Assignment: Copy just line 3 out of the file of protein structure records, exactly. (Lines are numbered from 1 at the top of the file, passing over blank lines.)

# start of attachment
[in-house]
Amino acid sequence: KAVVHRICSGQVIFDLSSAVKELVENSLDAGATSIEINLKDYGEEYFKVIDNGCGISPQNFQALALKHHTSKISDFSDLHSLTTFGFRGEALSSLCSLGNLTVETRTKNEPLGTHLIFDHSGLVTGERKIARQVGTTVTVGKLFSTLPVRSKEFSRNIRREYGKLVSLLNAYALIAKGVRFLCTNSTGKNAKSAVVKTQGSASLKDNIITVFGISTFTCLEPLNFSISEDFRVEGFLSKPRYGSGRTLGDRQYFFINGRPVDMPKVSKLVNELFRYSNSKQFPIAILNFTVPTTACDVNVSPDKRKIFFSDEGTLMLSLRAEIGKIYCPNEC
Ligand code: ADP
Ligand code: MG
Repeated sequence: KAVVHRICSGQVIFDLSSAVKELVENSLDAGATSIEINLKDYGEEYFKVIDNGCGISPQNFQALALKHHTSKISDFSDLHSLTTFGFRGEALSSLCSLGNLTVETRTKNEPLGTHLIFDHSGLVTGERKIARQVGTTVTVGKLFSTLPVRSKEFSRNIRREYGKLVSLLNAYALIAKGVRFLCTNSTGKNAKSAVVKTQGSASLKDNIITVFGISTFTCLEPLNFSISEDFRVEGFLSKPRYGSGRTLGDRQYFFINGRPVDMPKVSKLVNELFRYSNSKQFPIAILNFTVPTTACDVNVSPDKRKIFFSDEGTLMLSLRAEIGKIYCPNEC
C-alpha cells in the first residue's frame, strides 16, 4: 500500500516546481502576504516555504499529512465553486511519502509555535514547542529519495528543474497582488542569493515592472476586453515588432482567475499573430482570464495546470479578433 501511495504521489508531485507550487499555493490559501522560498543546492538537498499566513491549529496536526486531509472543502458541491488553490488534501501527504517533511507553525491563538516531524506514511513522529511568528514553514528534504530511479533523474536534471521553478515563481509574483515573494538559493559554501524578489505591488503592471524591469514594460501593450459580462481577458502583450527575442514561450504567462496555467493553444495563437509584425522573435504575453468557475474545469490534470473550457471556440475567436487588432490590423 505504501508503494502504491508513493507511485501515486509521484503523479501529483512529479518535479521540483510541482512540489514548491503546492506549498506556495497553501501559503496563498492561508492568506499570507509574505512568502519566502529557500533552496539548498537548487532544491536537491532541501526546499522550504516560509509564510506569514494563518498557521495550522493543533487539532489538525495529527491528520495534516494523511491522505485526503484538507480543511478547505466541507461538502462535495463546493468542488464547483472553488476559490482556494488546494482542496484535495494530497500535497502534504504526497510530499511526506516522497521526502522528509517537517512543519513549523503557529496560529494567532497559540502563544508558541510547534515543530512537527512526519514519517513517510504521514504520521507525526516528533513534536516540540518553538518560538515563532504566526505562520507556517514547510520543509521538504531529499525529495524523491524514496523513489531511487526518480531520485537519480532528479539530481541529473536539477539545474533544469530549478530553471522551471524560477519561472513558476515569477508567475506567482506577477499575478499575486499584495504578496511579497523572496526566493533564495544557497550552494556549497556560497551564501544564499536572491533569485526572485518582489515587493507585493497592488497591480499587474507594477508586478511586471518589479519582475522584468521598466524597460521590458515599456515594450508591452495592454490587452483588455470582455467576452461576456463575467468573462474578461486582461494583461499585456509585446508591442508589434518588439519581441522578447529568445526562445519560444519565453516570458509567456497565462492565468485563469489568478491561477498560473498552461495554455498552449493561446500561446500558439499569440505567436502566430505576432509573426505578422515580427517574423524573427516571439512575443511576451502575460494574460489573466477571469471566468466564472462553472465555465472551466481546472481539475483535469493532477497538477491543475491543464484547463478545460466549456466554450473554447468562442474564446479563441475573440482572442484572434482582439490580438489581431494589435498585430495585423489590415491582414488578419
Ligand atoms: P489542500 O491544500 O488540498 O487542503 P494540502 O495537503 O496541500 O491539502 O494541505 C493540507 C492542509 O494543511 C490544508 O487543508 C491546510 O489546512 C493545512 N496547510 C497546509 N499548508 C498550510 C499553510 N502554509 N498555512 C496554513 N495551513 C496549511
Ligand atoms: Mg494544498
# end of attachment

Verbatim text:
Ligand code: ADP